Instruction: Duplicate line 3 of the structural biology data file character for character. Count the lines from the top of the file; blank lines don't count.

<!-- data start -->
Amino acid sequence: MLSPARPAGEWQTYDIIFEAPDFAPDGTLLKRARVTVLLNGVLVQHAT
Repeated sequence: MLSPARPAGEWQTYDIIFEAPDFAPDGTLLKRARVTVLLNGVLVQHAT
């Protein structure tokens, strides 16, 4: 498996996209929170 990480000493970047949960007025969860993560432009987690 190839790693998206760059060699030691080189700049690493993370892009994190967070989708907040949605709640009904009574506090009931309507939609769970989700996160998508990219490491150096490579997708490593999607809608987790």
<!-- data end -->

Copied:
């Protein structure tokens, strides 16, 4: 498996996209929170 990480000493970047949960007025969860993560432009987690 190839790693998206760059060699030691080189700049690493993370892009994190967070989708907040949605709640009904009574506090009931309507939609769970989700996160998508990219490491150096490579997708490593999607809608987790």